L  e  n  s  V  i  e  w  s

A view on Blu-ray and DVD video by Leonard Norwitz

Napoleon Dynamite [Blu-ray]

 

(Jared Hess, 2004)

 

 

 

 

 

Review by Leonard Norwitz

 

Studio:

Theatrical: Fox Searchlight & Paramount Pictures

Blu-ray: 20th Century Fox Home Entertainment

 

Disc:

Region: All

Runtime: 95 min.

Chapters: 20

Size: 50 GB

Case: Standard Blu-ray case

Release date: February 3, 2009

 

Video:

Aspect ratio: 1.85:1

Resolution: 1080p

Video codec: AVC @ 34.5 Mbps

Audio:

English DTS HD-Master Audio 5.1; Japanese & Italian Dub in DTS HD-Master Audio 5.1 + Spanish, French & Portuguese Dolby Digital 5.1.

 

Subtitles:

English SDH, Spanish, French, Italian, Portuguese, Cantonese, Mandarin, Japanese and Korean.

 

Extras:

• Audio Commentary by Director Co-Writer Jared Hess, Producer Jeremy Coon and Actor John Heder.

• Cast Commentary with Aaron Ruell, Efren Ramirez, Jon Gries and Tina Majorino.

• Outtakes & Deleted Scenes w/ commentary by Jared Hess, Jeremy Coon and John Heder

• On Location (41:35)

• World Premiere – a Jared Hess Documentary (43:29)

• Napoleon & Rico Sightings (8:05)

• The Wedding of the Century (3:46)

• MTV On-Air Promo Spots (3:58)

• Interview with the Casting Director (13:05)

• Audition Videos (5:38)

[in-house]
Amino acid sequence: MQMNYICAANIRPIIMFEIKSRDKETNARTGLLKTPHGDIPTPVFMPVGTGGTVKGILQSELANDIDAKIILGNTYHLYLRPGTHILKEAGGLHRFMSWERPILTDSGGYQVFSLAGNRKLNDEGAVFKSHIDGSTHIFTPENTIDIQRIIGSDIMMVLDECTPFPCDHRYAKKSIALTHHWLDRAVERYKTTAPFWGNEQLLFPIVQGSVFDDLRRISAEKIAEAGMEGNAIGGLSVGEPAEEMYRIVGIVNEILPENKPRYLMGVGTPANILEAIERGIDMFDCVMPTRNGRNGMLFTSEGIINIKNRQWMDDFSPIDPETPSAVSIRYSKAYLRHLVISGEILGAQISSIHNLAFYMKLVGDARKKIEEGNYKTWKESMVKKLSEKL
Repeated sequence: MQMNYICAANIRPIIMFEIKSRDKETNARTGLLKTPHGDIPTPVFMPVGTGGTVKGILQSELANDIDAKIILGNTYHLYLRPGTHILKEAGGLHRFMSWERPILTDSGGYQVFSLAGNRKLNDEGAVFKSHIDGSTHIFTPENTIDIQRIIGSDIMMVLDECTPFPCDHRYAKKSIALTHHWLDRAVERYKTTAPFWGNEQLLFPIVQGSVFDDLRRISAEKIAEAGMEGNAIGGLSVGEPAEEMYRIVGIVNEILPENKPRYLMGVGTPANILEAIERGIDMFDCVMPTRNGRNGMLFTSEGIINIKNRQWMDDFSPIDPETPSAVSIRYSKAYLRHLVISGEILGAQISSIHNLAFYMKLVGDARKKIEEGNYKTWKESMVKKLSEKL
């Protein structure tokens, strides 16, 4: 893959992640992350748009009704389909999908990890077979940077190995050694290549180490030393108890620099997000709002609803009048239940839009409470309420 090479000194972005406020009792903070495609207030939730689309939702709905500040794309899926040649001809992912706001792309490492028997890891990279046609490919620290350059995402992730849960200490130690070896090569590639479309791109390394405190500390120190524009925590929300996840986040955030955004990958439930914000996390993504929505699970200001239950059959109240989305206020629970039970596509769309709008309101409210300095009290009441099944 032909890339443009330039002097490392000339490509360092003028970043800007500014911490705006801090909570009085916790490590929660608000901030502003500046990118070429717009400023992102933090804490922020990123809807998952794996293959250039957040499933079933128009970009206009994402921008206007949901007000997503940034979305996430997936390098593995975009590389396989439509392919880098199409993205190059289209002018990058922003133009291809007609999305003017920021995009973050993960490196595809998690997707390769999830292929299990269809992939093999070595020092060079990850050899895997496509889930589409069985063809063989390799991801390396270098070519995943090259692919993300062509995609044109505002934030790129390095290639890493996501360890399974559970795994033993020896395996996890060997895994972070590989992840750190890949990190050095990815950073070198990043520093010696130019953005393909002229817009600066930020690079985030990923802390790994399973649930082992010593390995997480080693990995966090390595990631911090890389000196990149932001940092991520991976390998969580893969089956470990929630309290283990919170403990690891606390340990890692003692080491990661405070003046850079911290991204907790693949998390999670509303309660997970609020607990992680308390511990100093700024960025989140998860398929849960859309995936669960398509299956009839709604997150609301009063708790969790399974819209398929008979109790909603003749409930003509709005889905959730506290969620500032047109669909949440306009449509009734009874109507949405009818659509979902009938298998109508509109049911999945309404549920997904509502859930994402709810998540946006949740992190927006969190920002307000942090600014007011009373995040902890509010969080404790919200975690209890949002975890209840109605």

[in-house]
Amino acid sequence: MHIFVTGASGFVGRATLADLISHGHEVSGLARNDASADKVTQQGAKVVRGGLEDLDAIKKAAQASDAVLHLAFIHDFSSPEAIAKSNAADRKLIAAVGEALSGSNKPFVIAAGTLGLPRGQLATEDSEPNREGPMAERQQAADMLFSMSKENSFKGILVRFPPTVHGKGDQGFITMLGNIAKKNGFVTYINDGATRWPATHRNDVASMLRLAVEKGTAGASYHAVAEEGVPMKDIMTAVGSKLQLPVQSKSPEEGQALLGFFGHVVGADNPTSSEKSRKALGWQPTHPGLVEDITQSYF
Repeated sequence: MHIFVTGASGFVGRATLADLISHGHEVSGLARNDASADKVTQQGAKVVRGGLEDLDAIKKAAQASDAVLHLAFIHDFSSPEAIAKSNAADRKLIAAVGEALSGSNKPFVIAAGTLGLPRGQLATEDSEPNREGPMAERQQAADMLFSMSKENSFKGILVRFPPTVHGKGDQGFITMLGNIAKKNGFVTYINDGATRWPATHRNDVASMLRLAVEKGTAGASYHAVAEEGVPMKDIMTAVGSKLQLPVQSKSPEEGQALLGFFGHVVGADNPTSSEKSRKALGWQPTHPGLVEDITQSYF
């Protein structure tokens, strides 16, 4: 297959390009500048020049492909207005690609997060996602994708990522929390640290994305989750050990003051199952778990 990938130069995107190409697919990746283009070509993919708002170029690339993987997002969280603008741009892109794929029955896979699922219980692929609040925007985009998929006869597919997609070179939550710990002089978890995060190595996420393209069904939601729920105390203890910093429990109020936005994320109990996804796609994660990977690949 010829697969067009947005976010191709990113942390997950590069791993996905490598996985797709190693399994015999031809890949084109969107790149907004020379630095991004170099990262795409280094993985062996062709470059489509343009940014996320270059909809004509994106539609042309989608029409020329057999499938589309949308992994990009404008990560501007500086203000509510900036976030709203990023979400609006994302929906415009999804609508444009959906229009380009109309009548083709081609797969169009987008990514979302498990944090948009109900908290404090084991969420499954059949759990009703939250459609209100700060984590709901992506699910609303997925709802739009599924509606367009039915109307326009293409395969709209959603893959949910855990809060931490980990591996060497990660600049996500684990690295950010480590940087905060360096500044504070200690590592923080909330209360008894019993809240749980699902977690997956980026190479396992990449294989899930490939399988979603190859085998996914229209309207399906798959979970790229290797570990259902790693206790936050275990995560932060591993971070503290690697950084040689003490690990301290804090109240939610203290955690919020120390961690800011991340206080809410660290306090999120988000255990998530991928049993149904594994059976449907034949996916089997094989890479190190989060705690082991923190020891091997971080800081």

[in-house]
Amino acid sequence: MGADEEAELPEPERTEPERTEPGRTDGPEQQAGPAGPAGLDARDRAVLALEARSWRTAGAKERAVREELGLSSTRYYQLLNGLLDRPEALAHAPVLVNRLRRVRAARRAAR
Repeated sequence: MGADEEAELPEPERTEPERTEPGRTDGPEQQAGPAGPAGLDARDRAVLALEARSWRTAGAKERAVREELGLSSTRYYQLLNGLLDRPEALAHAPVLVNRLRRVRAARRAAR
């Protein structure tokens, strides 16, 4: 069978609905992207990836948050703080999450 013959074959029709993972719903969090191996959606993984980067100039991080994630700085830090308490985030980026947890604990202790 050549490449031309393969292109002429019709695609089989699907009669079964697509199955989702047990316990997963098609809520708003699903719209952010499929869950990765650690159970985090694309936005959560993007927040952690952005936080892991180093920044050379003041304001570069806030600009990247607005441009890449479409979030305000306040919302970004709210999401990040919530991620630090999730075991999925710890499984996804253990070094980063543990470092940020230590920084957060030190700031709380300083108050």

• Still Gallery

 

 

The Film: 8
This new Blu-ray from Fox marks the third plastic video incarnation of this delightful, canny, occasionally painful and relatively plotless movie about a high school nerd named "Napoleon Dynamite." The second of these, subtitled "Like, the Best Special Edition Ever!" was a 2-disc affair that added a number of bonus features that made it an attractive double-dip in DVD. Most of these find their way onto the Blu-ray. So, why upgrade? Let's have a looksee.

 

 


Starting with a name that couldn't be further from what it portends, our antihero, in every sense, is about as clueless about entry-level social graces as is possible to be. We wonder how someone with so little going for him can afford an attitude, but it's all part of what makes him "dynamite" I suppose. Napoleon (John Heder) is not so much a klutz as he exists in an alternate reality, even more so than the typical adolescent of our time. He is helped in this by his older brother Kip (Aaron Ruell) who spends most of his time surfing the Net and in chat rooms looking the ideal soulmate, and his uncle Rico (Jon Gries), a borderline personality who complains that he wasn't given the chance to make it into the big leagues and instead comes up with truly zany selling schemes to make his fortune (You'd think that a town the size of Preston, Idaho, would have caught on.)

Napoleon is a ready-made objects of sadistic bullying and extortion by those high school jocks that cruise the halls and playgrounds. In other areas, Napoleon hasn't even been called to suit up, let alone gotten to first base when it comes to girls, especially Deb (Tina Majorino), a sweet and painfully shy girl who at least makes an effort. Napoleon befriends a new kid, Pedro (Efren Ramirez), who is much more direct and na´ve in his dealings with girls and his possibilities in general.